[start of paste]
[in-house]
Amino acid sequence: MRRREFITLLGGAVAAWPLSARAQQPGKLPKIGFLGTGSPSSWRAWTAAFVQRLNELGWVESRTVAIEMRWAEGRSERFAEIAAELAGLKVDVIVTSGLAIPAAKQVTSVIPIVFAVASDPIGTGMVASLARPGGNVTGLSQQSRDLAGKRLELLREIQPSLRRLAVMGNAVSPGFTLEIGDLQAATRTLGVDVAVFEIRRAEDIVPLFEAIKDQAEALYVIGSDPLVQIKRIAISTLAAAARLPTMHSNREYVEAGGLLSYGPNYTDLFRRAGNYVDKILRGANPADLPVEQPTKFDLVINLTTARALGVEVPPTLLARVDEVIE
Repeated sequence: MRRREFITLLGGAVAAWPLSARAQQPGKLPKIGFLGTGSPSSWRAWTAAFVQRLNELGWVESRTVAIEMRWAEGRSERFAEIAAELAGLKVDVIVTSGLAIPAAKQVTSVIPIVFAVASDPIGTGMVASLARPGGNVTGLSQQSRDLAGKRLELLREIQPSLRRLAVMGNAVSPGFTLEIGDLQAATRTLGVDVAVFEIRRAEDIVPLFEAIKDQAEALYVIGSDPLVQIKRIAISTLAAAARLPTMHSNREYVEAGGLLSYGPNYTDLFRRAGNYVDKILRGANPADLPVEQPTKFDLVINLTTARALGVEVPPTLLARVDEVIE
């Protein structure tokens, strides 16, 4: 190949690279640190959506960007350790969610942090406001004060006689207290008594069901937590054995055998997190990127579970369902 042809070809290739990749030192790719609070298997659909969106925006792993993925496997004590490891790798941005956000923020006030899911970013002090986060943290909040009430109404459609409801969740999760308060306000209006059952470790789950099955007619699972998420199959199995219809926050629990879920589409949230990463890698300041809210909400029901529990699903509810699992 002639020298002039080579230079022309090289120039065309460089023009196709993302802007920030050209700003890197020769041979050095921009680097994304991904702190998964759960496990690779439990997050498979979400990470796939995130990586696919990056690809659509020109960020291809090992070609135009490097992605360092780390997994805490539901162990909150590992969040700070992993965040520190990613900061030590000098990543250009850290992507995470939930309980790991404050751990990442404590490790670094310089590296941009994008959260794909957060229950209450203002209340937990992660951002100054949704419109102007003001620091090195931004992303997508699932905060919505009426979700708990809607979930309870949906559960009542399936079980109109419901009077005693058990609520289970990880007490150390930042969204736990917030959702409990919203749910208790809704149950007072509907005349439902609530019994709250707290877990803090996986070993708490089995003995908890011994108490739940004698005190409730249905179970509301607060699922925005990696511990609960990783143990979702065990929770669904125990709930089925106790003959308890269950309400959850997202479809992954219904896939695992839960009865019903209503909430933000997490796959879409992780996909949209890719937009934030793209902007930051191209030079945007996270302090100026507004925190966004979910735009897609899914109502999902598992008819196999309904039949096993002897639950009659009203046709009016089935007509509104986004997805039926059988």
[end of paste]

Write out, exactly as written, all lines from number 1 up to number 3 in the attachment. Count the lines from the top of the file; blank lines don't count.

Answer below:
[in-house]
Amino acid sequence: MRRREFITLLGGAVAAWPLSARAQQPGKLPKIGFLGTGSPSSWRAWTAAFVQRLNELGWVESRTVAIEMRWAEGRSERFAEIAAELAGLKVDVIVTSGLAIPAAKQVTSVIPIVFAVASDPIGTGMVASLARPGGNVTGLSQQSRDLAGKRLELLREIQPSLRRLAVMGNAVSPGFTLEIGDLQAATRTLGVDVAVFEIRRAEDIVPLFEAIKDQAEALYVIGSDPLVQIKRIAISTLAAAARLPTMHSNREYVEAGGLLSYGPNYTDLFRRAGNYVDKILRGANPADLPVEQPTKFDLVINLTTARALGVEVPPTLLARVDEVIE
Repeated sequence: MRRREFITLLGGAVAAWPLSARAQQPGKLPKIGFLGTGSPSSWRAWTAAFVQRLNELGWVESRTVAIEMRWAEGRSERFAEIAAELAGLKVDVIVTSGLAIPAAKQVTSVIPIVFAVASDPIGTGMVASLARPGGNVTGLSQQSRDLAGKRLELLREIQPSLRRLAVMGNAVSPGFTLEIGDLQAATRTLGVDVAVFEIRRAEDIVPLFEAIKDQAEALYVIGSDPLVQIKRIAISTLAAAARLPTMHSNREYVEAGGLLSYGPNYTDLFRRAGNYVDKILRGANPADLPVEQPTKFDLVINLTTARALGVEVPPTLLARVDEVIE